Marjory Stoneman Douglas students return to school after shooting

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Well-wishers place mementos the day students and parents arrive for voluntary campus orientation at the Marjory Stoneman Douglas High School, for the coming Wednesday's reopening, following last week's mass shooting in Parkland, Florida. REUTERS/Angel Valentin

Students at Marjory Stoneman Douglas High School in Parkland, Florida have returned to class for the first time following the deadly shooting at the school that killed 17 people two weeks ago.

The school resumed classes with a half-day schedule at it attempts to ease students back into the routine that they had before the violent shooting occurred. Classes will be dismissed at 11:40 a.m. to acclimate the students to being back to school.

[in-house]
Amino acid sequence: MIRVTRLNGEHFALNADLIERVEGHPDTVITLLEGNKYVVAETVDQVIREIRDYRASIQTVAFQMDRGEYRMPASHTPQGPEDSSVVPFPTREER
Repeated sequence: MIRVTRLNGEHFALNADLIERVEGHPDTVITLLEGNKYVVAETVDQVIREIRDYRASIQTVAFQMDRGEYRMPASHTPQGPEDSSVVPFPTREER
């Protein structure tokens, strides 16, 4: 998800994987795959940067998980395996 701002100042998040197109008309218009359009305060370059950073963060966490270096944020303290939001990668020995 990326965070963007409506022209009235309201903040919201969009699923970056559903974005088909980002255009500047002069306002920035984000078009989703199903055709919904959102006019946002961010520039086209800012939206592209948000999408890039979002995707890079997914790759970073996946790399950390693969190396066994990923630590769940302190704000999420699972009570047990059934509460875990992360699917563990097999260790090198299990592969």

According to Robert W. Runcie, the Broward schools superintendent, around 95 percent of the student body, which consisted of 3,283 students, had returned. However, it will still be days, if not weeks, before the students would return to their regular lessons.

Ty Thompson, the school’s principal, emphasized through social media that the school’s focus this week would be healing. “There is no need for backpacks,” he wrote on Twitter. “Come ready to start the healing process and #RECLAIM THE NEST.”

The students were accompanied by a number of counselors and therapy dogs on their first day back, after two weeks of funerals, flashbacks, vigils, and grief counseling. The Humane Society of Broward County released photos showing Stoneman Douglas students smiling while interacting with the therapy dogs.

David Hogg, a senior who has become one of the most outspoken survivors of the shooting, compared coming back to the school to repeatedly boarding a crashed plane.

“It’s just really hard to think about,” said Hogg. “Imagine getting in a plane crash and having to get back on the same plane again and again and again and being expected to learn and act like nothing’s wrong.”

Hogg also said he feels sick at the lack of legislative action by the government to strengthen school safety and gun control. “It’s a disgusting idea to think about,” he said. “Literally nothing’s changed except that 17 people are dead.”